CALGARY — Just days after Jeremy Steinke was arrested in the killing of a Medicine Hat couple and their young son, the 23-year-old told police that he participated in the slayings because he wanted to “impress” his 12-year-old girlfriend, who was the mastermind behind the plot to murder her family.
Jurors in the Court of Queen’s Bench in Calgary took 11 hours to convict Mr. Steinke, now 25, of three counts of first-degree murder in the April, 2006, deaths of an eight-year-old boy and his parents. The couple’s daughter, known in court as J.R., was convicted last year on the same set of charges. Neither she nor her family can be identified under the Youth Criminal Justice Act.
Mr. Steinke showed no reaction when the verdicts were read yesterday.
But during his initial police interviews without a lawyer present, Mr. Steinke’s emotions ranged from inconsolable to hysterical to contrite as he recounted the crimes. The videos, which were played during his preliminary hearing in Medicine Hat, were never entered as evidence at trial as the court ruled that investigators contravened Mr. Steinke’s Charter rights.
[…] The killings stunned the nation. The first police officers to enter the family’s home after the killings on April 23, 2006, found a crime scene awash in blood, the walls smeared with bloody handprints.
The girl’s mother died after being stabbed 12 times. The father fought for his life with a screwdriver, but was stabbed two dozen times, including nine times in his back. The body of the girl’s eight-year-old brother was found lying on his blood-soaked bed. His throat had been slashed.
The Crown and defence agreed on only one point during the trial: Steinke stabbed to death the girl’s parents after sneaking into their home wearing a mask and dressed completely in black.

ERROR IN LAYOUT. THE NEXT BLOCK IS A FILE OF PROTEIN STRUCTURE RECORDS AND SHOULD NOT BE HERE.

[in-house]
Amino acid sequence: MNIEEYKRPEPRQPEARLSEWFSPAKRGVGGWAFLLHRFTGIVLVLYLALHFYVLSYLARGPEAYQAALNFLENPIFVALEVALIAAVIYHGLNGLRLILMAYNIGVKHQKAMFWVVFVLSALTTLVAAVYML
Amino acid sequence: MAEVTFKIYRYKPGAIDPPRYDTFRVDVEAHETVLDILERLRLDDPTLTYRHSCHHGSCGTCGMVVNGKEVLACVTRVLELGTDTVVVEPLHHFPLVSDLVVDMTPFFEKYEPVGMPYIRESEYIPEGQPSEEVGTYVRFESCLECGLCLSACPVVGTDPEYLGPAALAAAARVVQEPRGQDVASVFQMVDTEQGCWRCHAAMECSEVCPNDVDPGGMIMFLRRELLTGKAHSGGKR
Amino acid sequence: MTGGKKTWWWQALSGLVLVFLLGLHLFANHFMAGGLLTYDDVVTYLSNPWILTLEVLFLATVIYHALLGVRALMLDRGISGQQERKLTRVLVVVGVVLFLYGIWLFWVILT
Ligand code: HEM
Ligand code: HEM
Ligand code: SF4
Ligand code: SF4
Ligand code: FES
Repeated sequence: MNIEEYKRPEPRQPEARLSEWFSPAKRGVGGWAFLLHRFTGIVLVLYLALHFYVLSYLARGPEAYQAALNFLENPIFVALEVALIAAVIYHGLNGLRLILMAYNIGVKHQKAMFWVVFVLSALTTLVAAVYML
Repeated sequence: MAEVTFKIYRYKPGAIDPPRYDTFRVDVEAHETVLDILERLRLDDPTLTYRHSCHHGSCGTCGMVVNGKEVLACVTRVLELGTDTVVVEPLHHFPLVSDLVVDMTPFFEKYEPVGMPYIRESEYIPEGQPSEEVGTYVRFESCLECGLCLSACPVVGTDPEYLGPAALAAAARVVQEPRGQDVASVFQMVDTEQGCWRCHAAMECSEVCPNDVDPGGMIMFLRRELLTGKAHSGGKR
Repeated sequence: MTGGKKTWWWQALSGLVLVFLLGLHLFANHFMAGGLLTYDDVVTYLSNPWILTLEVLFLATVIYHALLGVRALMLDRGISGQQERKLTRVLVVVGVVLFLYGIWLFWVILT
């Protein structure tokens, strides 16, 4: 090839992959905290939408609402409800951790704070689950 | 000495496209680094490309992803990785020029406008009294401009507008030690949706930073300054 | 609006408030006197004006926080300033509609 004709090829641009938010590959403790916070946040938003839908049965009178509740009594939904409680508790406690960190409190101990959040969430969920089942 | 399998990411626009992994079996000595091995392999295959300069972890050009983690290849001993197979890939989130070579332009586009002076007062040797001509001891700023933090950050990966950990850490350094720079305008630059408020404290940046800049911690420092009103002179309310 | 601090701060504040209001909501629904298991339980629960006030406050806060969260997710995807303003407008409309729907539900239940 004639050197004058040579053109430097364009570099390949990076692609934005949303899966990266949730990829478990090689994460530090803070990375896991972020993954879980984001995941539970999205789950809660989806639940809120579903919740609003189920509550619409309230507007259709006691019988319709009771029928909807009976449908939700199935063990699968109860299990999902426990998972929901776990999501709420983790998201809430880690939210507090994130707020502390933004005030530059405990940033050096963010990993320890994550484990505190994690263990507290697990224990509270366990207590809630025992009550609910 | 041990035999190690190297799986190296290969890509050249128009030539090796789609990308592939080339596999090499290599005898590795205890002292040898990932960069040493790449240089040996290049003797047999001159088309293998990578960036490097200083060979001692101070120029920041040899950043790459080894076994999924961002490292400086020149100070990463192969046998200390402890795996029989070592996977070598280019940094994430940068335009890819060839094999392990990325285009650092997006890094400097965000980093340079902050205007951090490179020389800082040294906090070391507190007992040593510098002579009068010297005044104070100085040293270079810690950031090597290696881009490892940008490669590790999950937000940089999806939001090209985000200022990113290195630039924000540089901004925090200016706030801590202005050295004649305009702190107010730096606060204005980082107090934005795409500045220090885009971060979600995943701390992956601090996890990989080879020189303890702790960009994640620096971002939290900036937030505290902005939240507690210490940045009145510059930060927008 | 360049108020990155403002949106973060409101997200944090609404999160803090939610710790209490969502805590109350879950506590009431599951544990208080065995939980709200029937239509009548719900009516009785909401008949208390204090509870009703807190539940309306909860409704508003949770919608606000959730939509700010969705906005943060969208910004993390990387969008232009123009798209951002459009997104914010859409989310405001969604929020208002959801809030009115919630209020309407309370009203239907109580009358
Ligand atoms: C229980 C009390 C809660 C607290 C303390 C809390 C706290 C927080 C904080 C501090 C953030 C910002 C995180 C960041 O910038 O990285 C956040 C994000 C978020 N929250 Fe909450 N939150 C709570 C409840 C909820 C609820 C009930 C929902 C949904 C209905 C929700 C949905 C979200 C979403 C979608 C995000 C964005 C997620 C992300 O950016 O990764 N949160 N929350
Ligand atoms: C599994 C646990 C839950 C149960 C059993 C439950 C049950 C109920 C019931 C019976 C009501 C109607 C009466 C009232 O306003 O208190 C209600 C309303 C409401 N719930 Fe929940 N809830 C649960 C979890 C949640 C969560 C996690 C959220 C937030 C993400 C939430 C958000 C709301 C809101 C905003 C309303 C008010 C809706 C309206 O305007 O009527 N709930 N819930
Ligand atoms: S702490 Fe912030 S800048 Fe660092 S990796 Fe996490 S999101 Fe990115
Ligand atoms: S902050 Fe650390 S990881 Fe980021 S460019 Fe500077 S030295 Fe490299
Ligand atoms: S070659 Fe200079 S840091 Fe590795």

They clashed over the circumstances of the younger brother’s death and the motivation for the attacks.
The Crown painted a picture of Steinke as a cold-hearted killer who wiped out his young girlfriend’s family as part of a murder plan crafted in advance by the couple and documented in conversations with friends and in online messages they’d exchanged. The motivation, according to the Crown, was adolescent rage at the parents, who disapproved of their 12-year-old daughter dating the then-23-year-old Steinke, an unemployed high-school dropout.
Crown prosecutor Ramona Robins presented a recording of a conversation Steinke had with an undercover officer posing as a prisoner while he was being transported to a Calgary lockup. In it, Steinke admitted he was responsible for the deaths and gave details of the killings.
“You hear about that triple homicide?” Steinke said during the recorded conversation. “Yeah. You’re looking at him … Me and my old lady have become legends.”
He told the officer the girl slit her brother’s throat. “It didn’t bother her at all, either, she didn’t cry or anything. In fact, the next day when we were on the road, f–n’ she was laughing about it. She’s got a few screws loose, too.”
Steinke described fanciful plans to marry his girlfriend in a Gothic wedding ceremony and move to a castle in Germany.
Robins told the jury that Steinke told the undercover officer the father’s dying word was, “Why?” and that Steinke replied, “Because your daughter wanted it that way.”
Steinke said that, in the hours before the killings, he was drinking a “two-four” of beer and a bottle of “Vampire” brand red wine, and consumed a gram of cocaine.
He also claimed he was fond of drinking blood and once ate a batch of sugar cookies that a friend had made with blood.
“When they came out of the oven they were pink — that’s how much blood he put in them,” he said.
The Crown showed the jury transcripts of messages exchanged by Steinke and the girl a month before the killings. The girl, writing under the online alias “runawaydevil,” told Steinke: “I hate them. So I have this plan, it begins with me killing them and ends with me living with you.”
Steinke, writing as “Souleater,” responded: “Well, I love your plan, but we need to get a little more creative with like details and stuff.”
“(The girl was) the motive and Steinke was the means” to the killings, Robins said.
The Crown went after Steinke’s claim that he could do nothing to stop the girl from killing her brother. Robins suggested that Steinke stood back and watched the boy die because he knew the boy could have identified him. In their separate trials, neither Steinke nor the girl took responsibility for the boy’s death.
After their arrest, the couple exchanged jailhouse love letters and promised to marry.
The girl is serving her youth sentence in an Edmonton psychiatric hospital.
The case made her the youngest person in Canada ever convicted of multiple homicide.
Note: We followed this case because the killers were reported to have met on a website devoted to vampirism and “gothic industrial culture.”